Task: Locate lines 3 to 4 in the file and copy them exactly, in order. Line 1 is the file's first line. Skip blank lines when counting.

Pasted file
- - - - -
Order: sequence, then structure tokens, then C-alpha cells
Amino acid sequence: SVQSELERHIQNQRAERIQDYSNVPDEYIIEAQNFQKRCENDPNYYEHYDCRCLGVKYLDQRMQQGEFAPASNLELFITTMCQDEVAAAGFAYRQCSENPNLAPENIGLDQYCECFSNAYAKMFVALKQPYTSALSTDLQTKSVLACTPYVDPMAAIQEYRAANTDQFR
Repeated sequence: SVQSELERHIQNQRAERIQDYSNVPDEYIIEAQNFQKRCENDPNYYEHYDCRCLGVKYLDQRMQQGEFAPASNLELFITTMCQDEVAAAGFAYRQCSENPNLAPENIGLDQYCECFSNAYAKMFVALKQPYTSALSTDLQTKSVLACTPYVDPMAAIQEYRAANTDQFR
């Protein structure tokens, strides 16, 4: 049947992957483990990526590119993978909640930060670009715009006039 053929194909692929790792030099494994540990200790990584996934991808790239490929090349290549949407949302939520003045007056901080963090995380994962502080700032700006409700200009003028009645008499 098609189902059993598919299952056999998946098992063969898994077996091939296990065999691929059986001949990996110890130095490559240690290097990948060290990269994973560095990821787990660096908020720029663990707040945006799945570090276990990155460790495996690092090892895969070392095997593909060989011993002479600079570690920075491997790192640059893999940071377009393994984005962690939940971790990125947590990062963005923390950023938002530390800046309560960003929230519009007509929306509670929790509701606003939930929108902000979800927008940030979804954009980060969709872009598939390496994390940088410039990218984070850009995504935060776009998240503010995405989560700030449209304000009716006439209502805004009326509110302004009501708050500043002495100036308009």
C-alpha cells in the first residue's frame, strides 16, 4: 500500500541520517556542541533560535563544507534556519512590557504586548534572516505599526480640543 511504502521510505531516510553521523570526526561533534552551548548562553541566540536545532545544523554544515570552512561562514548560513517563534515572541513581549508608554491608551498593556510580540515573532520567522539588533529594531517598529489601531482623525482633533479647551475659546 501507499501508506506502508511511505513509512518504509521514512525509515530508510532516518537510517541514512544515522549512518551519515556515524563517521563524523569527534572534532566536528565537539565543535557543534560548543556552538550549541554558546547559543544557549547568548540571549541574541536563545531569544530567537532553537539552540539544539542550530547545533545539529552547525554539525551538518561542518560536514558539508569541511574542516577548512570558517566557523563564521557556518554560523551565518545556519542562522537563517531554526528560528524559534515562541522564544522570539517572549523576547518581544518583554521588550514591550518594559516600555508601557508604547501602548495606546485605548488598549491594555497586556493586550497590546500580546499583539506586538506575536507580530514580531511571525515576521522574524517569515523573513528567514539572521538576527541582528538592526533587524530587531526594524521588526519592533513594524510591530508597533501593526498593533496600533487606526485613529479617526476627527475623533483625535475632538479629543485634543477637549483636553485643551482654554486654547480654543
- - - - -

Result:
Repeated sequence: SVQSELERHIQNQRAERIQDYSNVPDEYIIEAQNFQKRCENDPNYYEHYDCRCLGVKYLDQRMQQGEFAPASNLELFITTMCQDEVAAAGFAYRQCSENPNLAPENIGLDQYCECFSNAYAKMFVALKQPYTSALSTDLQTKSVLACTPYVDPMAAIQEYRAANTDQFR
């Protein structure tokens, strides 16, 4: 049947992957483990990526590119993978909640930060670009715009006039 053929194909692929790792030099494994540990200790990584996934991808790239490929090349290549949407949302939520003045007056901080963090995380994962502080700032700006409700200009003028009645008499 098609189902059993598919299952056999998946098992063969898994077996091939296990065999691929059986001949990996110890130095490559240690290097990948060290990269994973560095990821787990660096908020720029663990707040945006799945570090276990990155460790495996690092090892895969070392095997593909060989011993002479600079570690920075491997790192640059893999940071377009393994984005962690939940971790990125947590990062963005923390950023938002530390800046309560960003929230519009007509929306509670929790509701606003939930929108902000979800927008940030979804954009980060969709872009598939390496994390940088410039990218984070850009995504935060776009998240503010995405989560700030449209304000009716006439209502805004009326509110302004009501708050500043002495100036308009």